Wednesday, March 2, 2022

My Big Win in Vegas!

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When I find myself in a casino, it’s always because of a professional meeting. My reaction to these casino visits is perhaps predictable.


In 1979, I attended the Illuminating Engineering Society meeting in Atlantic City. There I dropped a coin in a slot machine, and then became so absorbed in a conversation with Bill Thornton that I was oblivious when a red carpet was unrolled behind me and Sammy Davis, Jr. walked from one end to the other.


In 1985, I attended the quadrennial AIC meeting in Monte Carlo. There I sacrificed another coin to a one-armed bandit, and then became so absorbed in a conversation with Claude Pelissier that I didn’t see the sights all around me on the “topless” beach.


In 1992, a field trip after an Acoustical Society meeting in Salt Lake City lodged me at an inexpensive casino/hotel in Mesquite, NV. A somewhat larger sacrifice went to a slot machine there. I was so impressed by the casino’s use of light and color to disorient patrons so they would gamble, that I presented a summary of the ruse at an ISCC Interest Group III panel discussion (see ISCC News Issue 340). Nobody told me what glamorous opportunity I missed in Mesquite, but I must have missed something because I got lost on the way back to my table from the restaurant salad bar due to the evil genius of the casino architects.


In 2005, I returned to Nevada, this time to an ASTM E12 meeting in Reno. By now my obligatory slot sacrifice swelled to five dollars. I’m reasonably sure I didn’t miss any glamorous sights, and I was aware that, in all my experiences with casinos, I hadn’t retrieved a penny from the slot machines.


But then, in September 2021, I visited Las Vegas and had my Big Win. The meeting this time (American Urology Association) was not mine but my partner Karen’s. After she made travel arrangements with me in tow, the AUA thought it prudent to make the meeting virtual. Karen was determined not to change our plans, so we checked into the Venetian, the conference hotel. (It was on the opposite end of the price scale from the hotel I’d stayed at in Mesquite in 1992.) Karen attended the virtual meeting from our hotel room. To me it was a bit eerie, like a séance with ghosts from an alternate universe. Meanwhile, I explored the hotel/casino complex. True to my experience in Mesquite, I became repeatedly lost on a grand scale. One small but effective confusion was to call two of the three hotels in the complex “Venetian” and “Venezia.” The architecture and a sinuous indoor canal spoke “Venice,” but straight paths and right angles were rare, and the site map had little visual correspondence to the site itself. Even employees of some of the concessions could not describe how to get to other places under the same roof.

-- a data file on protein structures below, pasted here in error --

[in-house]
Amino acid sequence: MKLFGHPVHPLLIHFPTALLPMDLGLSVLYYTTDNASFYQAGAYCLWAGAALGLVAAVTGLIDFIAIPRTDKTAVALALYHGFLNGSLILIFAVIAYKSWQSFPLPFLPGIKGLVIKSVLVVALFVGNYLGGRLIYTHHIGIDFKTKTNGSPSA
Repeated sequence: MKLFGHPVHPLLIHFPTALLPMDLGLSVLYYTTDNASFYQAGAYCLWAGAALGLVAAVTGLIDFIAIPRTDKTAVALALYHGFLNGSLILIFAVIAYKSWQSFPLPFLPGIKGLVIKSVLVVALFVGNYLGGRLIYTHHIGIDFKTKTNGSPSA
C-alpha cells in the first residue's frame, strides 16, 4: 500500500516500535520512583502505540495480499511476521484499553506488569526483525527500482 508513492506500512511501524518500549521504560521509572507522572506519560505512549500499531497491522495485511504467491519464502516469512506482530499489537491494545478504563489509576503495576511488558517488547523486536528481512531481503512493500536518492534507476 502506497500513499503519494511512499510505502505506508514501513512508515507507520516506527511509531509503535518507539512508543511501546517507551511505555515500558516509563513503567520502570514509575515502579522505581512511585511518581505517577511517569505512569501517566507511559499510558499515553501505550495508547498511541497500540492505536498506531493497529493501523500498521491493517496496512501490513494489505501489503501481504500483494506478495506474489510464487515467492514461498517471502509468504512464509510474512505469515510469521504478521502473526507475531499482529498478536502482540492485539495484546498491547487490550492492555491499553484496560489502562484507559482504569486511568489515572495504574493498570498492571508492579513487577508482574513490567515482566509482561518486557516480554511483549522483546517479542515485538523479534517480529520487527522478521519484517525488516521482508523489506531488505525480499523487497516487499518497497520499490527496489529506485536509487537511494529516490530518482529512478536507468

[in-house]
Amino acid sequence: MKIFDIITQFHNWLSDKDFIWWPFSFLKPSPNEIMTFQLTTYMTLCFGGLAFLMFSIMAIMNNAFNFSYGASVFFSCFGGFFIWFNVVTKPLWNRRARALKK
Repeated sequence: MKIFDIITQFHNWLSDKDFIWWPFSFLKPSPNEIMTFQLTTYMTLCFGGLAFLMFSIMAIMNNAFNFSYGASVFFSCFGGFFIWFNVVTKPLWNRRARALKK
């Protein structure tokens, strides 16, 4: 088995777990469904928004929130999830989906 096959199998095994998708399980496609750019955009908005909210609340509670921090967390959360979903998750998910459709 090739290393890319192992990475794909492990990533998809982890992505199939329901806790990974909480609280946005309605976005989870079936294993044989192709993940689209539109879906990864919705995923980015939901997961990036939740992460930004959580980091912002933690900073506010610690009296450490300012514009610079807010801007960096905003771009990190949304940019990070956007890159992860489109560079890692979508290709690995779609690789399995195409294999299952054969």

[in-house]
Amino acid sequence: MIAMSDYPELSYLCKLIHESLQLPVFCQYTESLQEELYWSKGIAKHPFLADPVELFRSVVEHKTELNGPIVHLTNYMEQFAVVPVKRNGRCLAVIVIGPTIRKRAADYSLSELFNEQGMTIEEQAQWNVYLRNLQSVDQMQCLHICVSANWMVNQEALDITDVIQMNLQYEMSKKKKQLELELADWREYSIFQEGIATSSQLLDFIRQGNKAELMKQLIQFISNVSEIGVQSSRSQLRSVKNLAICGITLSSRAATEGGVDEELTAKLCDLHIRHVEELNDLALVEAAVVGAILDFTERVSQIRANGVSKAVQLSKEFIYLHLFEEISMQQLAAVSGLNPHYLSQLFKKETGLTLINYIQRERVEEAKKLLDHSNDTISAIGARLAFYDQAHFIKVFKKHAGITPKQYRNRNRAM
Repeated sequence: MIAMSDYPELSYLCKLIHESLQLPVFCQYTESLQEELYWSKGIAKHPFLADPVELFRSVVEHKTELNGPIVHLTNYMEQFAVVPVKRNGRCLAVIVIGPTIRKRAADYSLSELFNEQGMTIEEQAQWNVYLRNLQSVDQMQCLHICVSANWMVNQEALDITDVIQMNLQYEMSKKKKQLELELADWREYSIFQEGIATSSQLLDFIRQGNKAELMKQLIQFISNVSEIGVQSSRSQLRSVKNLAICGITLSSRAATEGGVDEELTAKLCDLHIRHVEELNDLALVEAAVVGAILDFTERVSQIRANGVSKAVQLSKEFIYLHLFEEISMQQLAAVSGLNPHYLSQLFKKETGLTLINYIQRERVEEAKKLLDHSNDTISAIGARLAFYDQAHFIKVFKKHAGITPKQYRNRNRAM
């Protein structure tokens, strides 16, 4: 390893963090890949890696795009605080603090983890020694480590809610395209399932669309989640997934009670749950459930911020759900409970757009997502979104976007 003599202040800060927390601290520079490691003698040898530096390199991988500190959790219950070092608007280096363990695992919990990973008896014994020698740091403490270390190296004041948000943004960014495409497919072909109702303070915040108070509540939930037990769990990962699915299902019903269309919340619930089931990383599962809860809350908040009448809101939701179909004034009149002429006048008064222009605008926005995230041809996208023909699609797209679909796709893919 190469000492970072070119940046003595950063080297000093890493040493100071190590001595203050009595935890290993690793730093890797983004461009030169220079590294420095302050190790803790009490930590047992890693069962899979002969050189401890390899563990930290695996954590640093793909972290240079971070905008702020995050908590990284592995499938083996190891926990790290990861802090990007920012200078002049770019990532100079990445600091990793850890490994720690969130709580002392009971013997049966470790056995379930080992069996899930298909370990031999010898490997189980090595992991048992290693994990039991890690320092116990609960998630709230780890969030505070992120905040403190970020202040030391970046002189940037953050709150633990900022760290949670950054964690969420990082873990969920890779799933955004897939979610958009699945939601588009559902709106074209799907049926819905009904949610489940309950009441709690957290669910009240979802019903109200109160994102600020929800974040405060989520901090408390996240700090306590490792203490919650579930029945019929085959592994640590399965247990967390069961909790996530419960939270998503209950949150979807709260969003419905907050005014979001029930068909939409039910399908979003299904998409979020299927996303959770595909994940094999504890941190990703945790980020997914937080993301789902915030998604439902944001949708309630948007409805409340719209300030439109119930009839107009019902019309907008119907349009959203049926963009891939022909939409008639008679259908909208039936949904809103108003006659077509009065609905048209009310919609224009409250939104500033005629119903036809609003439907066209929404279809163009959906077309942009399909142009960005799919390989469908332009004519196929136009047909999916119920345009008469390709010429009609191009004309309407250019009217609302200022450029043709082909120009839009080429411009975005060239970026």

Later, we embarked on an evening tour on a double-decker bus, and I had an opportunity to meet my obligatory slot machine. The tour guide gave us an hour in the environs of the Golden Nugget Casino. Stepping inside, I found that the only acceptable way to sit down for an hour was to gamble. Karen slid a $20 bill into a machine, and we managed to keep busy for more than a half hour. Her goal was to get as much run-time as possible out of that investment. She found that strategy was great fun when she visited Las Vegas with her mother several years earlier. When I slid my $20 bill into the same machine, I had a different goal. After a while I had won almost ten dollars, whereupon I decided to cash out. A little slip of paper appeared, and I grabbed it and asked the nearest bystanders where I could find the cashier prior to the imminent departure of our bus. Peering with cow-like eyes, they told me they didn’t know. How could anyone gamble without a plan for even the first two minutes that would ensue if they actually won? It was sad.


Out of time, I returned to the bus and read the paper slip from the machine: Void after 30 days! I’d have to come back to the Golden Nugget later in my trip. But I never did.


So that was how I scored my Big Win in Vegas. Well, maybe a Bigger Win was to have made the trip despite some significant health issues and with the overarching Covid risk. Some people thought I was crazy to do it. Maybe it’s good to indulge such craziness just once amid the larger-than-life habitués of Vegas.


Michael H. Brill